What is Hashgraph and How Will it Replace the BlockChain?

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Hashgraph, like Blockchain, is a distributed ledger technology. The HBAR is the energy-efficient cryptocurrency of Hashgraph just as Bitcoin is the cryptocurrency of the Blockchain. Hashgraph is regarded as a successor to Blockchain. On several occasions, it has been referred to as ‘The Future of Blockchain.’

 

The Status Quo.

Conventional money transfer methods require the use of a trusted third party to move funds from one entity in one location to another.

This is a leader-based transaction model where the third party acts as the leader that mediates transactions between the other parties.

This is the centralised transaction model. An example is wire transfer of funds across countries, whereby the sender provides the bank or money transfer institution with the recipient’s details and the amount to be transferred, and the transaction is made.

 

The Downside of the Third-Party-Mediated Transactional system.

The conventional third-party-mediated transfer method takes some time before the transaction can be completed, depending on how fast the third party operates.

If it is a domestic wire transfer between accounts in the same institution, it can take 24 hours or less. However, if it across different countries and different institutions, it can even take three days or more to have a transaction completed.

Additionally, the third party must be paid by the sender or it chops off a certain percentage of the sent funds as a fee for mediating the transaction.

 

Challenging the Status Quo

Blockchain attempts to solve the problem of the lead time spent in waiting before a transaction is completed.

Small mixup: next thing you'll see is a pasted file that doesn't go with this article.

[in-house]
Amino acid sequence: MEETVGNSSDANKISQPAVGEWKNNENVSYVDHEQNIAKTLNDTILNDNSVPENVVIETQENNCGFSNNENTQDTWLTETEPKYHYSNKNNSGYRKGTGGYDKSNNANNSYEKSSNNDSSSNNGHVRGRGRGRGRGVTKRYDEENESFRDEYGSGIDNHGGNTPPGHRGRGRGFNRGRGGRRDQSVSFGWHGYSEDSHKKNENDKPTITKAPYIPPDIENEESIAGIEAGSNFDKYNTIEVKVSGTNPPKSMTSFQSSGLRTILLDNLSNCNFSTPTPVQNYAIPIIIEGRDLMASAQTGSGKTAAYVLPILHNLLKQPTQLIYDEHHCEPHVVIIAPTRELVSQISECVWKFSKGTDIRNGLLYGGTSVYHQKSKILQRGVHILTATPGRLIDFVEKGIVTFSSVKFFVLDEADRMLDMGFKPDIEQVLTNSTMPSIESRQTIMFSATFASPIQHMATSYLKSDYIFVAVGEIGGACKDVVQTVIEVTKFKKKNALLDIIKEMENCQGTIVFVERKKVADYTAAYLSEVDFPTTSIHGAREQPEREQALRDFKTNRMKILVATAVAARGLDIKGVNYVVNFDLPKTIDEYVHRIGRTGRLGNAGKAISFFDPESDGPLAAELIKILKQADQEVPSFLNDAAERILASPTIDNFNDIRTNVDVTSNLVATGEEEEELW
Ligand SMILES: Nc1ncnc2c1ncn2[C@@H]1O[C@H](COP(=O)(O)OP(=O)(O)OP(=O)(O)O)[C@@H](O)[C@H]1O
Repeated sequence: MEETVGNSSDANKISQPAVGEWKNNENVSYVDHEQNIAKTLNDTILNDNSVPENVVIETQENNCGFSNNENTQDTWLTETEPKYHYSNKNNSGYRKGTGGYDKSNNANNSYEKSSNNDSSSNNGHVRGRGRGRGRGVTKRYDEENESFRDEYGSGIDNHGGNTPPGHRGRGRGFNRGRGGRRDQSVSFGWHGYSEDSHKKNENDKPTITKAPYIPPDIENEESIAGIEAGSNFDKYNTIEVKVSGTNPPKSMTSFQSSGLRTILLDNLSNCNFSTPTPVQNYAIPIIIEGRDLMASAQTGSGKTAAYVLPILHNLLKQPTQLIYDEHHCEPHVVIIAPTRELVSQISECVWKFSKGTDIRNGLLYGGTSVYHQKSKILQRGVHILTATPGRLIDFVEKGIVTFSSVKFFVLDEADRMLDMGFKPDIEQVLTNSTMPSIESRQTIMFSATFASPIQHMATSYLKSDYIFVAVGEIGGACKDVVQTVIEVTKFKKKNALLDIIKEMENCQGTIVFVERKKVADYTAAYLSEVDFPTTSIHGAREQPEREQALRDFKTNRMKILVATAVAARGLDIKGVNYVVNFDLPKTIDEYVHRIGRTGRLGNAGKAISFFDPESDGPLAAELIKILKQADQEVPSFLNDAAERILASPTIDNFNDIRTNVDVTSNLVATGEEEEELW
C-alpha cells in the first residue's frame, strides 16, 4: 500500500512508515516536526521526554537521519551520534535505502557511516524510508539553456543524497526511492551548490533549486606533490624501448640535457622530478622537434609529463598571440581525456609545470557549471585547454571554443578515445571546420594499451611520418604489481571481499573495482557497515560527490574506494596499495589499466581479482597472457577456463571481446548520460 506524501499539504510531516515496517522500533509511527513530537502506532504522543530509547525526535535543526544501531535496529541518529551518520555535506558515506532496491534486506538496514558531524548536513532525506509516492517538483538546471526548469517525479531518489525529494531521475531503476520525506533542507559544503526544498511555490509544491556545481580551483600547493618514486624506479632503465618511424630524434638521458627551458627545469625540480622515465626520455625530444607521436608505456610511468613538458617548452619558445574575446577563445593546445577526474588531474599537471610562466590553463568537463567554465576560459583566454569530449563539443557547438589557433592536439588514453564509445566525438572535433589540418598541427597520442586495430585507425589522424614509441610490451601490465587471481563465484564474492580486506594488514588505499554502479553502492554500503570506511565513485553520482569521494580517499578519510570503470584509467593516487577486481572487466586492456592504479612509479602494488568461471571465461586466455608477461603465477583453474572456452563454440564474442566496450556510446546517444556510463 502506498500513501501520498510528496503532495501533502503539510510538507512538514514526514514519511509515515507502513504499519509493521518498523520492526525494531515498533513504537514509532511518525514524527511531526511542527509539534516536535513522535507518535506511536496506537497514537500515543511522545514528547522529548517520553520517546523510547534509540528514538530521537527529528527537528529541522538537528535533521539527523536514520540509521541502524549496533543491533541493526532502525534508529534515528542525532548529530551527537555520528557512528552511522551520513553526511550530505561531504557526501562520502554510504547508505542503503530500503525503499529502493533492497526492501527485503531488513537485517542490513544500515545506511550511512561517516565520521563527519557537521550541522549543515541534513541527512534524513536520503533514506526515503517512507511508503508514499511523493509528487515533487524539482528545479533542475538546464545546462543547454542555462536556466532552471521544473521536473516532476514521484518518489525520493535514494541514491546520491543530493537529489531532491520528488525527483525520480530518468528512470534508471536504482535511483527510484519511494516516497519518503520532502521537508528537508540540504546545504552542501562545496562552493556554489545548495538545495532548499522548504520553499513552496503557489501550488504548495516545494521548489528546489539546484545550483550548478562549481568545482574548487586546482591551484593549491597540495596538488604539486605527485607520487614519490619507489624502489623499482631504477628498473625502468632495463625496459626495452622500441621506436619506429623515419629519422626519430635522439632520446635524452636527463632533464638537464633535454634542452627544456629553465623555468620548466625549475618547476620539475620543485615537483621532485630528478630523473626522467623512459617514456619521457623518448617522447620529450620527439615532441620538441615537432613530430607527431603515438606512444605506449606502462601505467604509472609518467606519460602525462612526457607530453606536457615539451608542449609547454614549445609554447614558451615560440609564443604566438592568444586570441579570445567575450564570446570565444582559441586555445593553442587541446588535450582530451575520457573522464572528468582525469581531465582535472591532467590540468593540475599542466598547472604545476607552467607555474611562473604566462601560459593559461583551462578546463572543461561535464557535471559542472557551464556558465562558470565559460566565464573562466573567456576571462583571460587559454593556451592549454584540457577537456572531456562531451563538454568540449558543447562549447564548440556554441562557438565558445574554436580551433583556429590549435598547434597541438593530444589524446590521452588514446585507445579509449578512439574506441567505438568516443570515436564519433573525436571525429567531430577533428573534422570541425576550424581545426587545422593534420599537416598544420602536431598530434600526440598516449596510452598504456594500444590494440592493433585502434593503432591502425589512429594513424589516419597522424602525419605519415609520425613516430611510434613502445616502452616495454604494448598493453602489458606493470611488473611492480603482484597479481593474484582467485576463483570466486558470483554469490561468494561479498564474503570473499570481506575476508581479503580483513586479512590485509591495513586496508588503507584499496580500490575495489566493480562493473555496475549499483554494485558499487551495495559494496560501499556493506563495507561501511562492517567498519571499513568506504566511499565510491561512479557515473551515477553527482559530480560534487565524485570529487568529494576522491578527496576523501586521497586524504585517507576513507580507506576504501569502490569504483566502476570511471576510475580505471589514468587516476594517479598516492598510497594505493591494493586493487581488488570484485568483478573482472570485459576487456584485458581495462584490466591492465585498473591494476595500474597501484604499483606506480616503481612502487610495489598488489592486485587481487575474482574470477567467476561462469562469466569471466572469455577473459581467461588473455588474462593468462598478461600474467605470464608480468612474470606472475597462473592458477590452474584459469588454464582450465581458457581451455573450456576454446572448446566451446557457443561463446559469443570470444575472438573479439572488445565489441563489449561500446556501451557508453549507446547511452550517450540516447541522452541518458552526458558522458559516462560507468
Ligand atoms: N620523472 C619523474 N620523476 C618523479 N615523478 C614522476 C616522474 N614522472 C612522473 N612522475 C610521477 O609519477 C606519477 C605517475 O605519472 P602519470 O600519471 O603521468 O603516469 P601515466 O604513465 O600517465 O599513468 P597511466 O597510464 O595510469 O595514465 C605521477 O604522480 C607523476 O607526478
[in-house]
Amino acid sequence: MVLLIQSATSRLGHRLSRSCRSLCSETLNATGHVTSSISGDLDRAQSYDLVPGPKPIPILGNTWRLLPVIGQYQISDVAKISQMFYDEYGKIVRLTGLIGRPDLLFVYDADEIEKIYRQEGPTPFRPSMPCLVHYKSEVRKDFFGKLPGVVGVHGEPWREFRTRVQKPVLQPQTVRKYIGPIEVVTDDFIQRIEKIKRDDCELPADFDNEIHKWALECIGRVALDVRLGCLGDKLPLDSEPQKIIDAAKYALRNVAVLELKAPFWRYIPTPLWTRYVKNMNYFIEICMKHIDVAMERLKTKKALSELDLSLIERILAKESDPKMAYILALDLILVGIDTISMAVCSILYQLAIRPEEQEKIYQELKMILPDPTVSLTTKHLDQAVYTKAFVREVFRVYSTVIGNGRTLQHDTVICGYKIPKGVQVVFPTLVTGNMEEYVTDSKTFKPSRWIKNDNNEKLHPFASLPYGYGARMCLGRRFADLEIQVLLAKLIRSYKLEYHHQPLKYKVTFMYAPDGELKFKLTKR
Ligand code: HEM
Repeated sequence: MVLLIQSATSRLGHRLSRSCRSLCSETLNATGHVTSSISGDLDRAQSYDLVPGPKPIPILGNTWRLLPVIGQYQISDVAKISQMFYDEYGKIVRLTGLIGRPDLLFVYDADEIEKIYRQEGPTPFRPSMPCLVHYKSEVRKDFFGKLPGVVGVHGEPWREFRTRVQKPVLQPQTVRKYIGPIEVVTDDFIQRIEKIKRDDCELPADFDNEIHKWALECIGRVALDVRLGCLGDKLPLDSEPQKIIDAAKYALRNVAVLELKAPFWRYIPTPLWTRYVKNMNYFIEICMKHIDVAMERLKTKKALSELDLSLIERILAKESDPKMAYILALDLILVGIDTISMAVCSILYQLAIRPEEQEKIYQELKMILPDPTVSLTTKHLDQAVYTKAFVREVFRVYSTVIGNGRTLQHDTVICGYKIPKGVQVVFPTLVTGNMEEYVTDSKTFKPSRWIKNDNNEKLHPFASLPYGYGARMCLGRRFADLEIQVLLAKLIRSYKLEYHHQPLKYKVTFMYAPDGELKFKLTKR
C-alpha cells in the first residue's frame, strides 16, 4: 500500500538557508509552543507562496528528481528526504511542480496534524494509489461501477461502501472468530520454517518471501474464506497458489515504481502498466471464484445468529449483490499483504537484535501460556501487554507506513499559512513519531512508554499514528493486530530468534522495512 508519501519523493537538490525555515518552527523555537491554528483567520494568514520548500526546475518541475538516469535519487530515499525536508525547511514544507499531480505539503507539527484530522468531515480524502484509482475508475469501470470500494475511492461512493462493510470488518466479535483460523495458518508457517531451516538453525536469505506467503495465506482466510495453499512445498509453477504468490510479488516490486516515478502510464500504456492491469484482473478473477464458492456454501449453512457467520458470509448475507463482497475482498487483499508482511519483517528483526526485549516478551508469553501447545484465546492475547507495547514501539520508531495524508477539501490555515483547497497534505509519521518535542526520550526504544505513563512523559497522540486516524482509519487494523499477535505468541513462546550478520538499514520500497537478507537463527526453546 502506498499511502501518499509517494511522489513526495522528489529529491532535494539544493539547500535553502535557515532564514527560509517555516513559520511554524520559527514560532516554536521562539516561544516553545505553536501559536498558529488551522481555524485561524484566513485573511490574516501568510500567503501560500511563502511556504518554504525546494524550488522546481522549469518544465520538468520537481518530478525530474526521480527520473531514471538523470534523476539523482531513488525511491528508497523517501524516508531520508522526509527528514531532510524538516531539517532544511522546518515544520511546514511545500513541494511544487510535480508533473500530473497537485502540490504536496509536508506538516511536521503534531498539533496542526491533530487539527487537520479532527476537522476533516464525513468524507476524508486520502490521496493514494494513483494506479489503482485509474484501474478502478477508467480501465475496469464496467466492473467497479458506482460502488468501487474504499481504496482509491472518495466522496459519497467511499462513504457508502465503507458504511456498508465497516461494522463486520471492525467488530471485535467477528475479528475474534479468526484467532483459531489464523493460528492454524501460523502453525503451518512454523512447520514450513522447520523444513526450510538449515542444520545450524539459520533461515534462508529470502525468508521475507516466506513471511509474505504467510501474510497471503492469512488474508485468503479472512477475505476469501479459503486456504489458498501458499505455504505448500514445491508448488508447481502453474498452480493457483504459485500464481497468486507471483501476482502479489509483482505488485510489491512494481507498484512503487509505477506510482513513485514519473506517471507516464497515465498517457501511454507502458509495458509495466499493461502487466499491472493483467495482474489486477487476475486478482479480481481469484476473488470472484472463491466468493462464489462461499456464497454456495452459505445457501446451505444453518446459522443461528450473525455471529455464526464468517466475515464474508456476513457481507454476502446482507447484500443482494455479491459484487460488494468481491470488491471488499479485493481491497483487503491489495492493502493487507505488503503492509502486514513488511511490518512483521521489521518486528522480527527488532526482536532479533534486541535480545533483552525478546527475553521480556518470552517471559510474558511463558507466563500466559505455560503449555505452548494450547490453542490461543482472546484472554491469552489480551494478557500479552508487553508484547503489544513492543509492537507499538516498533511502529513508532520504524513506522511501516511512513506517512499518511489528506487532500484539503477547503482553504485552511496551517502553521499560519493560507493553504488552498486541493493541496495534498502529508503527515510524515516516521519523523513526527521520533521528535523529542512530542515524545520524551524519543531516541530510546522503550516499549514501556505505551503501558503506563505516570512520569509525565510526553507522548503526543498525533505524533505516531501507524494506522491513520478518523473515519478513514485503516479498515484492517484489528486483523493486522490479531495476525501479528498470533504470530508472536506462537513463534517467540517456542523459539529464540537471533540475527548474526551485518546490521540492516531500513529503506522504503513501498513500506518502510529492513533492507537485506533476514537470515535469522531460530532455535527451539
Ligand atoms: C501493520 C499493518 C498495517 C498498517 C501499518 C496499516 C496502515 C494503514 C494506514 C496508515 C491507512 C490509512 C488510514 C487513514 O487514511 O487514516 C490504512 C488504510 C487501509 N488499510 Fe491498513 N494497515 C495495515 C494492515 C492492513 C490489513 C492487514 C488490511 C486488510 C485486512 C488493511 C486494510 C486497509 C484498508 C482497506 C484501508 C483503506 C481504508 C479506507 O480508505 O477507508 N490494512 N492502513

Block chain deals with instant transfer of digital assets like bitcoin from one individual to another on the network.

This technology does not deal with physical money but with digital assets. Block chain eliminates the need of a third party for the transfer to be made.

The quality of direct transfer in block chain eliminates the transfer fee required when a third party is used.

The Blockchain.

Blockchain contains an incorruptible, digital distributed ledger. It is a chain of blocks containing information that is difficult to change and is shared to all the nodes on the network.

The blocks represent transactions that are linked to each other within the block chain system. The transactions are made by nodes.

A node is a computer or system that is part of a network in a block chain system. The nodes in the system are interconnected.

A block contains data, it’s unique hash and the unique hash of the block before it. All of the blocks contain hashes of the blocks before them except the genesis block, which has no other block before it.

The data in the block includes the details of that particular block for example in the case of Bitcoin, the block includes the details of the sender, the recipient and the amount of coins.

A hash is a specific combinations of letters, numbers and/or symbols, collectively known as characters that distinctively identifies a block and all of its contents.